The average time spent by freight cars in Selkirk has increased by 58% over the past five weeks. Terminal dwell in Selkirk rose from 32.6 hours at the end of July to 51.6 hours during the week ending August 26, according to the latest data CSX reported to the STB. The average stay in the humpback yard was 47.65 hours in August, compared to 21.6 hours in August 2021.

A combination of layoffs, crew shortages, changes to remote switching duties and CSX’s takeover of New England Pan Am Regional Railways has created congestion in Selkirk, the president wrote SMART-TD local Joshua Therrien in an Aug. 22 letter to STB President Martin. J.Oberman.

CSX reduced remote control switching tasks from two-person teams to one person on August 9. “Since then, Selkirk employees have been harassed, bullied and bullied into doing more work with half the team,” he wrote.

But Jamie Boychuk, CSX’s executive vice president of operations, told Oberman in a Sept. 1 letter that the remote switch operation complied with Federal Railroad Administration regulations and standard industry practices, including included in other CSX projects.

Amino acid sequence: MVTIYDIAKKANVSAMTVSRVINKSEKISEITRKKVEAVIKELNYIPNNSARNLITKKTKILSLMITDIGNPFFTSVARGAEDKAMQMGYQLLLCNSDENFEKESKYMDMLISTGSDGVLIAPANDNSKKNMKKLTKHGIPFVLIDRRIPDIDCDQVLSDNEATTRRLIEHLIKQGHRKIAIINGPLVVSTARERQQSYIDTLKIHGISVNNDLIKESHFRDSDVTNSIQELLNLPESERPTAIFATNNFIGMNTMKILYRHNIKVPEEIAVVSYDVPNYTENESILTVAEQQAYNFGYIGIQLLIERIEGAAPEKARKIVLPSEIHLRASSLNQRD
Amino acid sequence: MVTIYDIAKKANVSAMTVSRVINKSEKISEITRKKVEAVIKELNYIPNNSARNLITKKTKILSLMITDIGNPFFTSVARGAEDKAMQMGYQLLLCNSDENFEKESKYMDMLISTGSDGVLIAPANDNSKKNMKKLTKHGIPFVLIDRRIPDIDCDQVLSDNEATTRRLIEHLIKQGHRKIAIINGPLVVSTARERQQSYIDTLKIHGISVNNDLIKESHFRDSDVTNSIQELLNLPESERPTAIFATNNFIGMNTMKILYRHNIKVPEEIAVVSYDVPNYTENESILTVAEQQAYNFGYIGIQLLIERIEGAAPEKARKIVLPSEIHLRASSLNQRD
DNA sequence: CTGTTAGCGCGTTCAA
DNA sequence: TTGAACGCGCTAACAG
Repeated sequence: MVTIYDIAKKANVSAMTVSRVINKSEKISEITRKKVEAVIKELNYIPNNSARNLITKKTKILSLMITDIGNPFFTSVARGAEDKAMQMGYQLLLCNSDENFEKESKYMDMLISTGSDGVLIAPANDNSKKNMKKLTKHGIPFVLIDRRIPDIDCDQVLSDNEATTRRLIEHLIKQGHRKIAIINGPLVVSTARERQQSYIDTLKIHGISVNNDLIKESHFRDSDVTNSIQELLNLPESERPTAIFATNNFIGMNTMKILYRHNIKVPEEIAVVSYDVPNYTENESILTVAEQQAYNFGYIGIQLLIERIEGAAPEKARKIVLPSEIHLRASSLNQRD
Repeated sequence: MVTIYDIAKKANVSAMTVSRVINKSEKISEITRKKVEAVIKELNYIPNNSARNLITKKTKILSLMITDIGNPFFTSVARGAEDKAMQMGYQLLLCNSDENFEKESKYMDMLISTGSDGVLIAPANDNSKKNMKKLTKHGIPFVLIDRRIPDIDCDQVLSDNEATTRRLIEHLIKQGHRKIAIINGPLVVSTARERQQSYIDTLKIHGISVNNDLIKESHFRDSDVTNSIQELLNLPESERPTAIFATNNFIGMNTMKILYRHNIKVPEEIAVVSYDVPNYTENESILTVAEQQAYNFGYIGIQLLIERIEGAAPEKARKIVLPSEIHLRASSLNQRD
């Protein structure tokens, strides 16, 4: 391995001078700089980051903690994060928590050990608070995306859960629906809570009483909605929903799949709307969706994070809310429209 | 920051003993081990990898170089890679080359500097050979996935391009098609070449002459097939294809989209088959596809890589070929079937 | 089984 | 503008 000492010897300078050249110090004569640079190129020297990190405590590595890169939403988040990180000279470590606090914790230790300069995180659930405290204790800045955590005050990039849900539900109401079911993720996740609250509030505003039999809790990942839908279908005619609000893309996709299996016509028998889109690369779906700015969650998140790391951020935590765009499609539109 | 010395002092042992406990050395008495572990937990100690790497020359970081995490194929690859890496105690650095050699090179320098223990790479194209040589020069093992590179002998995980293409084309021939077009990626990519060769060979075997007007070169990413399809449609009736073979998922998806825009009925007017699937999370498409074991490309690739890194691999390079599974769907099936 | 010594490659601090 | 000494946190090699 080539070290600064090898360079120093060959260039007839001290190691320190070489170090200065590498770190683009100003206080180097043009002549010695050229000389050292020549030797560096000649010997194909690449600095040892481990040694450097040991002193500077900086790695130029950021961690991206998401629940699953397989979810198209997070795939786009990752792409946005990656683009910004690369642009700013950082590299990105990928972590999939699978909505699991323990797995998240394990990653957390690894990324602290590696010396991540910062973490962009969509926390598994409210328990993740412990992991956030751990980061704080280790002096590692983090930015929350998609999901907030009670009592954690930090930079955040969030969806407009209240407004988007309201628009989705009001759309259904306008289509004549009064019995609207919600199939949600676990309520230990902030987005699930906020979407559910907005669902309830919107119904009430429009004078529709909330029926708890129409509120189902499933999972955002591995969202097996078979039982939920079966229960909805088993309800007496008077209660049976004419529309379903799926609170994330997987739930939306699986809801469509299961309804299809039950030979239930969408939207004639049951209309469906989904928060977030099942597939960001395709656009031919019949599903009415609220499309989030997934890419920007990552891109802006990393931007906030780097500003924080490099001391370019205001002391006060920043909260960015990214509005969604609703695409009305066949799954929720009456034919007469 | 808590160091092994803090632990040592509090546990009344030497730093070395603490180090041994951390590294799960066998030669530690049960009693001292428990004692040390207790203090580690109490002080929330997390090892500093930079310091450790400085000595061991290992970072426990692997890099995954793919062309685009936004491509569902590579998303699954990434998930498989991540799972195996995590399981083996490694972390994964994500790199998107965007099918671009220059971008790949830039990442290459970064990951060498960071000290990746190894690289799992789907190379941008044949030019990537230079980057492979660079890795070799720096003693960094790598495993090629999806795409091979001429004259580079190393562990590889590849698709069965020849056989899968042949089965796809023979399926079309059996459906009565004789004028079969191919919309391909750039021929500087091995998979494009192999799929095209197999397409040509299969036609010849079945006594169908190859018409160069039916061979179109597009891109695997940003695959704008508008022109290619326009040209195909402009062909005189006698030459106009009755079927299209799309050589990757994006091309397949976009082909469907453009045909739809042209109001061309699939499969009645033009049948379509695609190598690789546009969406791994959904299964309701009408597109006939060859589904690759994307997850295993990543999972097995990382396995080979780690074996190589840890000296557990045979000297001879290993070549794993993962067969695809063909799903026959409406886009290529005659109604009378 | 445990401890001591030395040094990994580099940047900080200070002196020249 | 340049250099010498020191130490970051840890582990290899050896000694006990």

“I want to emphasize the importance of employee safety and regulatory compliance. CSX takes allegations of harassment and bullying very seriously, and we do not tolerate any retaliatory behavior,” Boychuk wrote. “Employees are encouraged to report such behavior and have many ways to do so, including anonymously. But when it comes to the new RCO switching procedures, CSX hasn’t increased working hours beyond the allowed limits.

“I personally visited the Selkirk yard for three days this week,” Boychuk wrote. “I walked the ballast line with employees, reviewed switching processes and talked about operations with union and non-union employees. It was a great interaction with our employees and I’m proud of how they rose to the occasion. Everyone is working together to speed up the recovery process and I want to assure the Board of Directors that we have the right plan in place to achieve this. »

One-person remote operations should help increase crew availability and improve service, Boychuk wrote.